Factors Affecting a Project
The basic premise of a productivity triangle is simply this:
- if you want quality work at low cost, be prepared to spend a little extra time
- if you want quality work, but you want it very quickly, it will cost you a pretty packet
- if you want it quickly and cheap as well, the quality will, most certainly, suffer.
The shaded area in the diagram here is bT Square Peg’s preferred zone for most projects. Quality gets first priority, cost is close behind and time; well that’s important too but experience has shown that haste really does make waste!
The Triangle becomes a Tetrahedron
Actually, if you want to be really accurate, there is a fourth factor in this equation – the scope of work.
In the triangle above, we’ve assumed the scope of work as constant. This is hardly the case in reality and, in my experience, the scope invariably increases after the work has begun (and after the estimates are made!).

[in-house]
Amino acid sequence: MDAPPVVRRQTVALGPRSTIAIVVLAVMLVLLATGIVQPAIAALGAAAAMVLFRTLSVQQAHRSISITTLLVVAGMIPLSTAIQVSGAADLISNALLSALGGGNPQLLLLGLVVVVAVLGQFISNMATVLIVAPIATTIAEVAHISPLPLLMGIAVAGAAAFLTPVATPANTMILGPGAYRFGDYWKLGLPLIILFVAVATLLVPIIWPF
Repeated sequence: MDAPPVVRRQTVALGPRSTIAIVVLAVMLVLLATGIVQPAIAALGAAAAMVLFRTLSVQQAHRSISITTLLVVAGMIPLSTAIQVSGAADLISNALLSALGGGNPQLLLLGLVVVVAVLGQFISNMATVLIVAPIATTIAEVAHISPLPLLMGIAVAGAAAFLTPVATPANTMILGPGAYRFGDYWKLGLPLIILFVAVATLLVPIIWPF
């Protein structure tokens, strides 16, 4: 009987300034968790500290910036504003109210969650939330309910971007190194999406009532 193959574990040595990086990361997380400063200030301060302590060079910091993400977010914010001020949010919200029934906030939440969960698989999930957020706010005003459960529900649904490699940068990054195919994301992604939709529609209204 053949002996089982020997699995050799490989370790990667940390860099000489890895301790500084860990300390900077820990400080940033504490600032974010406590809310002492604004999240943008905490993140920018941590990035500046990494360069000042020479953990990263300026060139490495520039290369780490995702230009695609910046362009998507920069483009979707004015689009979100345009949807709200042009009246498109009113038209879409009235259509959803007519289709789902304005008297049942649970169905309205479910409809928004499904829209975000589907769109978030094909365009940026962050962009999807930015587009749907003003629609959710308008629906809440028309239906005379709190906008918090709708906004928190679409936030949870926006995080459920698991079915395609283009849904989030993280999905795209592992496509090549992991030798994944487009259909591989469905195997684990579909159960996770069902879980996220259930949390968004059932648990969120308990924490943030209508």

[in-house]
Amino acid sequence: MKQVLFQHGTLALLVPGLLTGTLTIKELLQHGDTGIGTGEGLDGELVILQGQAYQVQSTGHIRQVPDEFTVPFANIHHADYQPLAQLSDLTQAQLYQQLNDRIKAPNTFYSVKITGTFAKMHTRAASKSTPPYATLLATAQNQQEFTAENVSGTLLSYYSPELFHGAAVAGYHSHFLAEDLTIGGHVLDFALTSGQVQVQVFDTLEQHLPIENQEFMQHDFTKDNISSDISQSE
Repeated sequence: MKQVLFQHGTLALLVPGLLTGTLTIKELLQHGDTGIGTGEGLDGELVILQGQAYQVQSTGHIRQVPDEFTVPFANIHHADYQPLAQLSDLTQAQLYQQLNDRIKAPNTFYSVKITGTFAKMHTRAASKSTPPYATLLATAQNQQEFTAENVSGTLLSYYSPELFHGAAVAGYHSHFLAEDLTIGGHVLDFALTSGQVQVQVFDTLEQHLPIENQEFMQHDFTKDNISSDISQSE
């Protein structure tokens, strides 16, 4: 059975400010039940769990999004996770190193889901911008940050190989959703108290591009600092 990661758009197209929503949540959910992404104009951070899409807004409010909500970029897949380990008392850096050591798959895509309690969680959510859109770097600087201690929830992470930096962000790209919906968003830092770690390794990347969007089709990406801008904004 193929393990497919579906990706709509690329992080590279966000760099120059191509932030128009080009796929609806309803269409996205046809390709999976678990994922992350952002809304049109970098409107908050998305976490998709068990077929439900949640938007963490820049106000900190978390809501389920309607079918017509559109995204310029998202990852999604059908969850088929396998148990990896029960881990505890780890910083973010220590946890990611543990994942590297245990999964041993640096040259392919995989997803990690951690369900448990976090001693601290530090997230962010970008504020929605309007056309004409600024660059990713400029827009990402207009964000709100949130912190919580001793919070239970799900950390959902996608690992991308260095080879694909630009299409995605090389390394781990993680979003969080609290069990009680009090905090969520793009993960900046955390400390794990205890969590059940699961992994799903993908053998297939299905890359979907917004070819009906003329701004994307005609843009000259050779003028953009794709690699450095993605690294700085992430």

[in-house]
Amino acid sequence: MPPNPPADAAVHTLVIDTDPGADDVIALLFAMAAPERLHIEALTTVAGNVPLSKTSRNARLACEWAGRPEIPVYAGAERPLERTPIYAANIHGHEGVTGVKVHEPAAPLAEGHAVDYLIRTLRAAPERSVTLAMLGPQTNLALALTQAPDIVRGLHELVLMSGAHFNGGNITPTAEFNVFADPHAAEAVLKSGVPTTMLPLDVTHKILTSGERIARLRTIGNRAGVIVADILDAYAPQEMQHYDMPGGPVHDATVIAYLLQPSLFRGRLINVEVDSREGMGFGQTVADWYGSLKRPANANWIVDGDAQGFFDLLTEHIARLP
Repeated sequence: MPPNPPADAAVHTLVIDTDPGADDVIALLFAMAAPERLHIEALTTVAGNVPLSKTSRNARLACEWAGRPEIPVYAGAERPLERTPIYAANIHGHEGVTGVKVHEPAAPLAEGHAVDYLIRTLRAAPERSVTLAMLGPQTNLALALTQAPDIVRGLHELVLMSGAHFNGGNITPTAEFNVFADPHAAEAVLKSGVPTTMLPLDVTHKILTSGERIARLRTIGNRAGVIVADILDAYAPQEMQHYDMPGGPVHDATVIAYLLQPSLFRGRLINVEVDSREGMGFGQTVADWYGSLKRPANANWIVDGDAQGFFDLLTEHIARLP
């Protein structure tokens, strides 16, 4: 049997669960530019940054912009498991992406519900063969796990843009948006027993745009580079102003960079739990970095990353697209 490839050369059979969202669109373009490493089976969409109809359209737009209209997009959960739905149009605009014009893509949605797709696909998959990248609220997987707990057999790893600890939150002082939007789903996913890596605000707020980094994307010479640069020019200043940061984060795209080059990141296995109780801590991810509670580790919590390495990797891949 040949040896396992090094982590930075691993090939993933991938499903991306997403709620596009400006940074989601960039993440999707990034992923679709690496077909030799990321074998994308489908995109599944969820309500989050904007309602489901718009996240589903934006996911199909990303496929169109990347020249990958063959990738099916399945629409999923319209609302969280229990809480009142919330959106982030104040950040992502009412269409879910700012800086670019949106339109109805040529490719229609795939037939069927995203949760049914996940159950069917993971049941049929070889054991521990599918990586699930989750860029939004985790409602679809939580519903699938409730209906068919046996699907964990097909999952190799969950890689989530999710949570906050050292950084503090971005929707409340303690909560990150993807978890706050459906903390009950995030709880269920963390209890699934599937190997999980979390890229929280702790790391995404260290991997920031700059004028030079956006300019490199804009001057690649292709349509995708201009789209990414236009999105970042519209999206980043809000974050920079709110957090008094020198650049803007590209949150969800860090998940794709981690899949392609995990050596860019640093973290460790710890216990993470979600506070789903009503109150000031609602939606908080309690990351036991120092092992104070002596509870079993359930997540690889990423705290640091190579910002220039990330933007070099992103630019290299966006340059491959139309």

This factor can have a major impact on the schedule as well as the budget so, if the scope of work is increased, one must understand that – to maintain the same quality – the cost as well as the time to completion will increase proportionately.
And That’s Not All Folks
There is one last factor that needs to be looked at; decision-making. People often assume that a few pending decisions can be made at the last minute without affecting a project’s time-line. Not true. A pending decision is like the proverbial joker in a pack of cards–you never know when it will turn up and cannot plan for it. Over the years, the one thing that delays my projects the most–much more than labour problems or availability of materials–is the sentence, “let’s decide that next time”.